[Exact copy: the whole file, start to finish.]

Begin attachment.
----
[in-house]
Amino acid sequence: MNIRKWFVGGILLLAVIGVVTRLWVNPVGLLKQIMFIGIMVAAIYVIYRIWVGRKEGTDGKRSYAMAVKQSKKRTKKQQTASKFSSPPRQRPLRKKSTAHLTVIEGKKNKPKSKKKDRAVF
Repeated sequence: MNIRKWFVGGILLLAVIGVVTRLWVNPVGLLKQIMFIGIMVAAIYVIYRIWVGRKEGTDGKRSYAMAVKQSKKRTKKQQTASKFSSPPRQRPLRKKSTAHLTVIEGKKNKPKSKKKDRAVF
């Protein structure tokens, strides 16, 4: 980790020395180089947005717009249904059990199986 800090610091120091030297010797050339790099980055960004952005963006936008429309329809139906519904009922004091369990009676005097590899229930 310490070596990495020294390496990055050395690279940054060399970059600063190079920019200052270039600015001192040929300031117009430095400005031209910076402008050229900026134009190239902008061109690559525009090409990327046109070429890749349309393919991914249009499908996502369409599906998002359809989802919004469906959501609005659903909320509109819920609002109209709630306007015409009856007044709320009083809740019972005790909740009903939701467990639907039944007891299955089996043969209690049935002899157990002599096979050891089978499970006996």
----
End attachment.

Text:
[in-house]
Amino acid sequence: MNIRKWFVGGILLLAVIGVVTRLWVNPVGLLKQIMFIGIMVAAIYVIYRIWVGRKEGTDGKRSYAMAVKQSKKRTKKQQTASKFSSPPRQRPLRKKSTAHLTVIEGKKNKPKSKKKDRAVF
Repeated sequence: MNIRKWFVGGILLLAVIGVVTRLWVNPVGLLKQIMFIGIMVAAIYVIYRIWVGRKEGTDGKRSYAMAVKQSKKRTKKQQTASKFSSPPRQRPLRKKSTAHLTVIEGKKNKPKSKKKDRAVF
């Protein structure tokens, strides 16, 4: 980790020395180089947005717009249904059990199986 800090610091120091030297010797050339790099980055960004952005963006936008429309329809139906519904009922004091369990009676005097590899229930 310490070596990495020294390496990055050395690279940054060399970059600063190079920019200052270039600015001192040929300031117009430095400005031209910076402008050229900026134009190239902008061109690559525009090409990327046109070429890749349309393919991914249009499908996502369409599906998002359809989802919004469906959501609005659903909320509109819920609002109209709630306007015409009856007044709320009083809740019972005790909740009903939701467990639907039944007891299955089996043969209690049935002899157990002599096979050891089978499970006996």